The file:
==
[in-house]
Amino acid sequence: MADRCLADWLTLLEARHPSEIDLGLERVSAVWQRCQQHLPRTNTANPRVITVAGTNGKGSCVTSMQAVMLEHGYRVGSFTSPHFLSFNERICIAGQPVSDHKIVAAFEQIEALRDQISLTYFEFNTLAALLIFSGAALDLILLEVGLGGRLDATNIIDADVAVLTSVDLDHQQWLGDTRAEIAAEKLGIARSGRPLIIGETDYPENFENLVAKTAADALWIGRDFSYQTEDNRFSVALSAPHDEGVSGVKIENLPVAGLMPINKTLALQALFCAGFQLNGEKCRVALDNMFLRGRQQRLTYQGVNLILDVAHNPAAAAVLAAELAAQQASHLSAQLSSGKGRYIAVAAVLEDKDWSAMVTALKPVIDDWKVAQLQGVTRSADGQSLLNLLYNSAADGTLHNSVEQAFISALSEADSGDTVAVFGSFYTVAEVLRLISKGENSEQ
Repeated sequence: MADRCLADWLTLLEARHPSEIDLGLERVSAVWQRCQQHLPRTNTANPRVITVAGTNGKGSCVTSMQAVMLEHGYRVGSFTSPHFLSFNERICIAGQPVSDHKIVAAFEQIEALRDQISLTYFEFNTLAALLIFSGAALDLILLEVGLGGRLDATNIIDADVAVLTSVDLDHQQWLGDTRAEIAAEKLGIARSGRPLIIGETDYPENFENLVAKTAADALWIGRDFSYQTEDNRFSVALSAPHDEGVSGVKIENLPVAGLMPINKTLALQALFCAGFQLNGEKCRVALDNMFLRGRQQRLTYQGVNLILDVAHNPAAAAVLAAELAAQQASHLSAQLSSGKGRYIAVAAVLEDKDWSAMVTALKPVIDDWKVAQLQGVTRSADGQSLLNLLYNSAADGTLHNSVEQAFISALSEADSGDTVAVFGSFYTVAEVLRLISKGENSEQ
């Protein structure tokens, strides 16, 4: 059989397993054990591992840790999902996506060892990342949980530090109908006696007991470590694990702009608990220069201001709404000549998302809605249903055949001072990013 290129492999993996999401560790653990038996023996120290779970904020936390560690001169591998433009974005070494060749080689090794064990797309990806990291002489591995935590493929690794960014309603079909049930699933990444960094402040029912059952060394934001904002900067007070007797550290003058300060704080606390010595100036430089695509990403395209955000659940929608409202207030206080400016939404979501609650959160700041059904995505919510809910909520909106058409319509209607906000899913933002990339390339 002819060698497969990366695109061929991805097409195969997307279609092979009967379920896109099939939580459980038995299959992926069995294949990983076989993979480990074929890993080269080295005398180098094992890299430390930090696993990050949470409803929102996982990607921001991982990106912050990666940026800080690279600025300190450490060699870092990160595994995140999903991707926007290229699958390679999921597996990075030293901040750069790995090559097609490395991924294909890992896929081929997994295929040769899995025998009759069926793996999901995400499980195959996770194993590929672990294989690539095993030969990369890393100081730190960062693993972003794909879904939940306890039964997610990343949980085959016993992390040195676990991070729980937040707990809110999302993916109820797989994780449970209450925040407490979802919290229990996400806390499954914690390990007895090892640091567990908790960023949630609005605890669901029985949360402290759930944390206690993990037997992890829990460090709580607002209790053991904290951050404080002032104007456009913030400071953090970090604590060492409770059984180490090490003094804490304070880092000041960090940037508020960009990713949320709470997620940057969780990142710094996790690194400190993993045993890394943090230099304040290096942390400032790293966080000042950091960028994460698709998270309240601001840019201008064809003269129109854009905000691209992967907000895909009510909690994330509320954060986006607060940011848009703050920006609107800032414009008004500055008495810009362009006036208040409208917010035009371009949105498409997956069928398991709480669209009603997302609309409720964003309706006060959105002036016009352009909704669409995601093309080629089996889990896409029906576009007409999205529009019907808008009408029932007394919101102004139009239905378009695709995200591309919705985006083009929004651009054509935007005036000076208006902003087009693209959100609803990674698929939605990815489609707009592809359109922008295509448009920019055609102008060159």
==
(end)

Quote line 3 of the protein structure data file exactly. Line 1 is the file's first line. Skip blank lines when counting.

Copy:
Repeated sequence: MADRCLADWLTLLEARHPSEIDLGLERVSAVWQRCQQHLPRTNTANPRVITVAGTNGKGSCVTSMQAVMLEHGYRVGSFTSPHFLSFNERICIAGQPVSDHKIVAAFEQIEALRDQISLTYFEFNTLAALLIFSGAALDLILLEVGLGGRLDATNIIDADVAVLTSVDLDHQQWLGDTRAEIAAEKLGIARSGRPLIIGETDYPENFENLVAKTAADALWIGRDFSYQTEDNRFSVALSAPHDEGVSGVKIENLPVAGLMPINKTLALQALFCAGFQLNGEKCRVALDNMFLRGRQQRLTYQGVNLILDVAHNPAAAAVLAAELAAQQASHLSAQLSSGKGRYIAVAAVLEDKDWSAMVTALKPVIDDWKVAQLQGVTRSADGQSLLNLLYNSAADGTLHNSVEQAFISALSEADSGDTVAVFGSFYTVAEVLRLISKGENSEQ